A few more updates, news and insights from the Cannes Lions '15.
It’s day three and there have been two awards shows so far. On Monday night, the Direct, Promo and Mobile Lions were distributed and last night it was the turn of the Media Lions.
The Direct Grand Prix was given to Grey New York for “Interceptions” for Volvo.
The idea was to invite the millions of Americans who were watching the Superbowl to tweet the name of someone they loved in order to win a new Volvo car for that person. The twist was, you had to tweet the name during the TV break, when a car commercial was running. So, while Mercedes and Lexus were spending a fortune on running their ads, viewers had their attention focused on their smartphones and on Volvo. Clever.
So why did it win nothing in the Media awards?
I put the question to one of the jury. He told me they had really liked the idea but the results weren’t remotely good enough for an award. “Only 50,000 tweets,” he scoffed.
And there you have it, the split between media agencies and creative agencies perfectly described. One group is driven by numbers and the other by the wow factor.
This is the conflict between the science and the art of advertising which M&C Saatchi claim they have managed to reconcile. Last week, to celebrate the agency’s 20th anniversary, Lord Saatchi hosted an event at the V&A Museum in London (art) which then moved to the Science Museum (science). He announced that his team have found a ‘magic formula’ that blends both approaches in a foolproof methodology that will lead to brilliant and effective advertising.
They promise to reveal the formula next week. Smells of hocus pocus, a rather childish PR stunt.
Still, the fact remains that in the advertising business, some people really are driven by numbers and some aren’t. The numbers people have been louder this year than ever in suggesting that Cannes has become an irrelevant festival of self-congratulation.
See The Guardian on 8th June in which Tom Goodwin suggests Cannes has become an orgy of self-regard, an industry “unbundling itself further from reality.” He may have a point. Of the 10 Media Golds awarded last night, seven are for NGOs and only one has a purely commercial purpose.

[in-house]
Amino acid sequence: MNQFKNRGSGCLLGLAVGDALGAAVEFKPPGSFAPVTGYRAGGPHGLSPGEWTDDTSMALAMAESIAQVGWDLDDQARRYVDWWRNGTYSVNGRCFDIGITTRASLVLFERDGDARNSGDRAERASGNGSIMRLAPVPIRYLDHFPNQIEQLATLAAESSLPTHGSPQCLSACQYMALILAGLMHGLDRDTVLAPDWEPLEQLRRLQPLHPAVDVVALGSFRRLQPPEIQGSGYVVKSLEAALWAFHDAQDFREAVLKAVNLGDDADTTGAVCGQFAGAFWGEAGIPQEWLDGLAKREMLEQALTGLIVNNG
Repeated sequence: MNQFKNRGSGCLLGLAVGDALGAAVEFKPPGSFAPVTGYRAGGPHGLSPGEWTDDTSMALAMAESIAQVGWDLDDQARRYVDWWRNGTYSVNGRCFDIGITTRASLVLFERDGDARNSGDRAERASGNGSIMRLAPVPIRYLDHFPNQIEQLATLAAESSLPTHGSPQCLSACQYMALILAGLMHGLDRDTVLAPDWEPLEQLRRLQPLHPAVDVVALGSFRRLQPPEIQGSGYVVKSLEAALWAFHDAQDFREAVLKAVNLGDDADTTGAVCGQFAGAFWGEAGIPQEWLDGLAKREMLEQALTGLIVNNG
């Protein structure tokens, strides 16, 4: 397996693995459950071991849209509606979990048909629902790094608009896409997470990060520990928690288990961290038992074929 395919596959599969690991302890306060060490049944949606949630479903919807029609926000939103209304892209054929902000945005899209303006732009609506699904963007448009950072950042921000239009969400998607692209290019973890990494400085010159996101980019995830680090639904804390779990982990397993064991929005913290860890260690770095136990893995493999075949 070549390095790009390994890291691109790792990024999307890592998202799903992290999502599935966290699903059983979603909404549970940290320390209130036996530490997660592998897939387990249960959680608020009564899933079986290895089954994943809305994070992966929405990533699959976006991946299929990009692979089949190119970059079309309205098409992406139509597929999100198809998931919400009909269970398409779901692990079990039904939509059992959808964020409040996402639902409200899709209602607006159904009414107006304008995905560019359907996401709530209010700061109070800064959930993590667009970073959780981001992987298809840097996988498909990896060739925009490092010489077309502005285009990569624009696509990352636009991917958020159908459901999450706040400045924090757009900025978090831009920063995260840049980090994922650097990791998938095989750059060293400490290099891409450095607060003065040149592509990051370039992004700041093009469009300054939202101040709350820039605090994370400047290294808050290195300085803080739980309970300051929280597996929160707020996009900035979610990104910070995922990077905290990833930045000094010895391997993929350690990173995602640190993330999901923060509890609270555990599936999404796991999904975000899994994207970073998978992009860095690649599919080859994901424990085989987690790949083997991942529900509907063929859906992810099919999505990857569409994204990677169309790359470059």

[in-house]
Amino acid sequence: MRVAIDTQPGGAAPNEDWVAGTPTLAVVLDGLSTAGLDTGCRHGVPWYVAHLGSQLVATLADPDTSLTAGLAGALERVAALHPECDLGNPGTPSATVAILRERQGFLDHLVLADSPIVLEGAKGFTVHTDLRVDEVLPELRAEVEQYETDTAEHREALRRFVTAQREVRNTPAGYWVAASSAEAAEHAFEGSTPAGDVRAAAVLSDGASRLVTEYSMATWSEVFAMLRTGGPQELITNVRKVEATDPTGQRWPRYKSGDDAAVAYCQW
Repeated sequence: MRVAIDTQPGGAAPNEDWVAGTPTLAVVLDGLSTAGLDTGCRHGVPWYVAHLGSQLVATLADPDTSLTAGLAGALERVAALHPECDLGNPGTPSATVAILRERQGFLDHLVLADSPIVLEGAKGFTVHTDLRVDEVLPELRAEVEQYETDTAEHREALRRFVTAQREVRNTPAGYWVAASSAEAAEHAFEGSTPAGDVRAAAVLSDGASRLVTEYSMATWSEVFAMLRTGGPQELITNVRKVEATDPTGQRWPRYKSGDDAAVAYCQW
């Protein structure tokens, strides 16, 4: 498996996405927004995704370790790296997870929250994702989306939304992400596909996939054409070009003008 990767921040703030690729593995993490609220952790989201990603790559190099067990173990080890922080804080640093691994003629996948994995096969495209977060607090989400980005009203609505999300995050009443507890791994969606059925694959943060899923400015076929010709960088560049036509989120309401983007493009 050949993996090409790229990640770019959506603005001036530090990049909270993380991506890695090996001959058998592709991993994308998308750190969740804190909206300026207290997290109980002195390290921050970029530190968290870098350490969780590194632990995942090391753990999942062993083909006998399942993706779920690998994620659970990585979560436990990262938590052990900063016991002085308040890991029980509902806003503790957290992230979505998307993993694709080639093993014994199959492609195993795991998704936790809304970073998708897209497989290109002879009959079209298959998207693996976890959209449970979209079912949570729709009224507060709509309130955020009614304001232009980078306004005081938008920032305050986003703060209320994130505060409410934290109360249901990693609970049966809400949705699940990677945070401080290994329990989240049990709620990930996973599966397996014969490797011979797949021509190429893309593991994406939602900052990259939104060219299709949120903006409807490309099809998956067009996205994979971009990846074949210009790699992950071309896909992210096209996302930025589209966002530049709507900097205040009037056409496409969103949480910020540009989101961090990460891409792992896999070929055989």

This is Ogilvy Germany’s “Rabbit Race” for Media Markt.
Rather than just offer shoppers a standard 10% off at their stores over the Easter weekend, Media Markt invited people to try for bigger discounts by betting on races run by rabbits. TV and online were seamlessly connected. Brilliant.
But back to Goodwin for a moment. Looking at the Big Won database that I manage, I see Tom Goodwin does not seem to have won any awards in his career, bar one shortlist mention in 2010. Cannes is now so big that it is easy for Goodwin to find enough winners to support his jibe.
However, speaking as one who is moved more by an idea than by its results, the Volvo “Interception” idea may not have massive results but it could inspire someone else to try a similar ambush strategy and collect five million tweets along the way.
That’s what Cannes is all about. Seeing ideas that inspire.
Take the winner of the Grand Prix for Mobile, Google’s “Cardboard”. This isn’t so much an advertising idea as a new platform, which is inspiring agencies and marketers to start creating 360-video experiences that will enthrall their customers and fans.
More than that, it is an idea that is already changing the nature of entertainment.
This is not an industry unbundling itself from reality but an industry trying in myriad ways to embrace change.